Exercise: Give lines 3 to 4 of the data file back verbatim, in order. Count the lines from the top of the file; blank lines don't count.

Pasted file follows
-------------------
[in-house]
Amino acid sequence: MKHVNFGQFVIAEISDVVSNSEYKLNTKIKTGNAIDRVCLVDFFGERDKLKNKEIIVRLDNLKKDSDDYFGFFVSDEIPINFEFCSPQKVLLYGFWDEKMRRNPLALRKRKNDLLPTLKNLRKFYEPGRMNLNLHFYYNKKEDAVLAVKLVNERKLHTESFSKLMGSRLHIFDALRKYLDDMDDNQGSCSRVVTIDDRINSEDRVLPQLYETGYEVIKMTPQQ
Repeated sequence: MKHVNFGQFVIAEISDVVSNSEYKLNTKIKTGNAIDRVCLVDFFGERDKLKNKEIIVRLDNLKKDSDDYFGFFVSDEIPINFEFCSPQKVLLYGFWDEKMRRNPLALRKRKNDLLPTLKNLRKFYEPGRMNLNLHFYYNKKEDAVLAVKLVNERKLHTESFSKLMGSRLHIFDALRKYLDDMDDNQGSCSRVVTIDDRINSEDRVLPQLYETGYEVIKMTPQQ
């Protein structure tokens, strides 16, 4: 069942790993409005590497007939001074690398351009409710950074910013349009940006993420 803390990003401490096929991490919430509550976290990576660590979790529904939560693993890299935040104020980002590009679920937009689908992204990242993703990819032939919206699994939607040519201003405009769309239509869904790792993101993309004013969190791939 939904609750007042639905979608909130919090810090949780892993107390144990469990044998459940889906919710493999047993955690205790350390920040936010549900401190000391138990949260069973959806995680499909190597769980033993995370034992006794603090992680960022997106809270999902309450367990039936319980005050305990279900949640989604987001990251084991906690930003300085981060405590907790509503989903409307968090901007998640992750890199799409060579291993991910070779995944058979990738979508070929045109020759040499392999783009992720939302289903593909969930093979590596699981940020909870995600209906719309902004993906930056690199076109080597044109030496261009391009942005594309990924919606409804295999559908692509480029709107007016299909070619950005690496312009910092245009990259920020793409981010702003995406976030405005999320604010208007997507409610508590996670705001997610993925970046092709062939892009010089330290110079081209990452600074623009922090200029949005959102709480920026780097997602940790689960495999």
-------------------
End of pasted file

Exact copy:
Repeated sequence: MKHVNFGQFVIAEISDVVSNSEYKLNTKIKTGNAIDRVCLVDFFGERDKLKNKEIIVRLDNLKKDSDDYFGFFVSDEIPINFEFCSPQKVLLYGFWDEKMRRNPLALRKRKNDLLPTLKNLRKFYEPGRMNLNLHFYYNKKEDAVLAVKLVNERKLHTESFSKLMGSRLHIFDALRKYLDDMDDNQGSCSRVVTIDDRINSEDRVLPQLYETGYEVIKMTPQQ
């Protein structure tokens, strides 16, 4: 069942790993409005590497007939001074690398351009409710950074910013349009940006993420 803390990003401490096929991490919430509550976290990576660590979790529904939560693993890299935040104020980002590009679920937009689908992204990242993703990819032939919206699994939607040519201003405009769309239509869904790792993101993309004013969190791939 939904609750007042639905979608909130919090810090949780892993107390144990469990044998459940889906919710493999047993955690205790350390920040936010549900401190000391138990949260069973959806995680499909190597769980033993995370034992006794603090992680960022997106809270999902309450367990039936319980005050305990279900949640989604987001990251084991906690930003300085981060405590907790509503989903409307968090901007998640992750890199799409060579291993991910070779995944058979990738979508070929045109020759040499392999783009992720939302289903593909969930093979590596699981940020909870995600209906719309902004993906930056690199076109080597044109030496261009391009942005594309990924919606409804295999559908692509480029709107007016299909070619950005690496312009910092245009990259920020793409981010702003995406976030405005999320604010208007997507409610508590996670705001997610993925970046092709062939892009010089330290110079081209990452600074623009922090200029949005959102709480920026780097997602940790689960495999």